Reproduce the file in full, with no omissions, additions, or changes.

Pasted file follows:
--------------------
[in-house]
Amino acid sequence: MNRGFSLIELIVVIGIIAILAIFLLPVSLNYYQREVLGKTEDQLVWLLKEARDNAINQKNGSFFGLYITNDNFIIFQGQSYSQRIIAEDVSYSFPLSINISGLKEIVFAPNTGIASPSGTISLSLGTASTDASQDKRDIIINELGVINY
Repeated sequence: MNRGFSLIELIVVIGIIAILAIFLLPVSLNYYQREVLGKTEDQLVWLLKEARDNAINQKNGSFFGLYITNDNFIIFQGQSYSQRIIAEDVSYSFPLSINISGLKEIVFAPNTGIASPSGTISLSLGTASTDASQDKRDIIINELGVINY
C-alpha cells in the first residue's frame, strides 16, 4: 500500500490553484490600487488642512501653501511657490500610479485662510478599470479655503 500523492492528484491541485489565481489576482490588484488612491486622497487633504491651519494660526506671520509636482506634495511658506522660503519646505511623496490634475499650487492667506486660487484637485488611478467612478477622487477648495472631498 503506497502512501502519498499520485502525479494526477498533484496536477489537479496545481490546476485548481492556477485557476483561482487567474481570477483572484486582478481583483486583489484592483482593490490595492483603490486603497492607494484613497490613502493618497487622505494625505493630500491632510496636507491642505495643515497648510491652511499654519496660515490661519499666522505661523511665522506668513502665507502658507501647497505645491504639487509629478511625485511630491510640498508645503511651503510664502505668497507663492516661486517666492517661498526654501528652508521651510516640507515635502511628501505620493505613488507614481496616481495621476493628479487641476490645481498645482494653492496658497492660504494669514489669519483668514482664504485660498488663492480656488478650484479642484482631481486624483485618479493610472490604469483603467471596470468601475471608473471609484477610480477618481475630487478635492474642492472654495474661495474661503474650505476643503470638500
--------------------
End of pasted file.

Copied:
[in-house]
Amino acid sequence: MNRGFSLIELIVVIGIIAILAIFLLPVSLNYYQREVLGKTEDQLVWLLKEARDNAINQKNGSFFGLYITNDNFIIFQGQSYSQRIIAEDVSYSFPLSINISGLKEIVFAPNTGIASPSGTISLSLGTASTDASQDKRDIIINELGVINY
Repeated sequence: MNRGFSLIELIVVIGIIAILAIFLLPVSLNYYQREVLGKTEDQLVWLLKEARDNAINQKNGSFFGLYITNDNFIIFQGQSYSQRIIAEDVSYSFPLSINISGLKEIVFAPNTGIASPSGTISLSLGTASTDASQDKRDIIINELGVINY
C-alpha cells in the first residue's frame, strides 16, 4: 500500500490553484490600487488642512501653501511657490500610479485662510478599470479655503 500523492492528484491541485489565481489576482490588484488612491486622497487633504491651519494660526506671520509636482506634495511658506522660503519646505511623496490634475499650487492667506486660487484637485488611478467612478477622487477648495472631498 503506497502512501502519498499520485502525479494526477498533484496536477489537479496545481490546476485548481492556477485557476483561482487567474481570477483572484486582478481583483486583489484592483482593490490595492483603490486603497492607494484613497490613502493618497487622505494625505493630500491632510496636507491642505495643515497648510491652511499654519496660515490661519499666522505661523511665522506668513502665507502658507501647497505645491504639487509629478511625485511630491510640498508645503511651503510664502505668497507663492516661486517666492517661498526654501528652508521651510516640507515635502511628501505620493505613488507614481496616481495621476493628479487641476490645481498645482494653492496658497492660504494669514489669519483668514482664504485660498488663492480656488478650484479642484482631481486624483485618479493610472490604469483603467471596470468601475471608473471609484477610480477618481475630487478635492474642492472654495474661495474661503474650505476643503470638500